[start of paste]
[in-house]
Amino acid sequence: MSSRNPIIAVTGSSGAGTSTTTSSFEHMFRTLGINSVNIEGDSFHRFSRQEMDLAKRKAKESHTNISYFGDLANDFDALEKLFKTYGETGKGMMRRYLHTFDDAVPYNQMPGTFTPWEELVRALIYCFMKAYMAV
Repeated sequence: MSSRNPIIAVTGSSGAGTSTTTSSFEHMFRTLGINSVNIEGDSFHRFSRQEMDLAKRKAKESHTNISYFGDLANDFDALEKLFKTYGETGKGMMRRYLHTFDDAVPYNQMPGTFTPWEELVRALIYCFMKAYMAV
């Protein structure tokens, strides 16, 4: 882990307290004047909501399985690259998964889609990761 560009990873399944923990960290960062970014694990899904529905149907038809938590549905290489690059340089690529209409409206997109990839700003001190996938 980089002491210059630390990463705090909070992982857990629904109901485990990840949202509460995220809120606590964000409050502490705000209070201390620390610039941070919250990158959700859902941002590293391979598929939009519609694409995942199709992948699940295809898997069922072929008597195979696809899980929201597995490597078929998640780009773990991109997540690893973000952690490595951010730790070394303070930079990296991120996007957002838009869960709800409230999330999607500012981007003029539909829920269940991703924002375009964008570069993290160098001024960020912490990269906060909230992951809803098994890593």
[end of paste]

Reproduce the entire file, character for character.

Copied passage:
[in-house]
Amino acid sequence: MSSRNPIIAVTGSSGAGTSTTTSSFEHMFRTLGINSVNIEGDSFHRFSRQEMDLAKRKAKESHTNISYFGDLANDFDALEKLFKTYGETGKGMMRRYLHTFDDAVPYNQMPGTFTPWEELVRALIYCFMKAYMAV
Repeated sequence: MSSRNPIIAVTGSSGAGTSTTTSSFEHMFRTLGINSVNIEGDSFHRFSRQEMDLAKRKAKESHTNISYFGDLANDFDALEKLFKTYGETGKGMMRRYLHTFDDAVPYNQMPGTFTPWEELVRALIYCFMKAYMAV
């Protein structure tokens, strides 16, 4: 882990307290004047909501399985690259998964889609990761 560009990873399944923990960290960062970014694990899904529905149907038809938590549905290489690059340089690529209409409206997109990839700003001190996938 980089002491210059630390990463705090909070992982857990629904109901485990990840949202509460995220809120606590964000409050502490705000209070201390620390610039941070919250990158959700859902941002590293391979598929939009519609694409995942199709992948699940295809898997069922072929008597195979696809899980929201597995490597078929998640780009773990991109997540690893973000952690490595951010730790070394303070930079990296991120996007957002838009869960709800409230999330999607500012981007003029539909829920269940991703924002375009964008570069993290160098001024960020912490990269906060909230992951809803098994890593």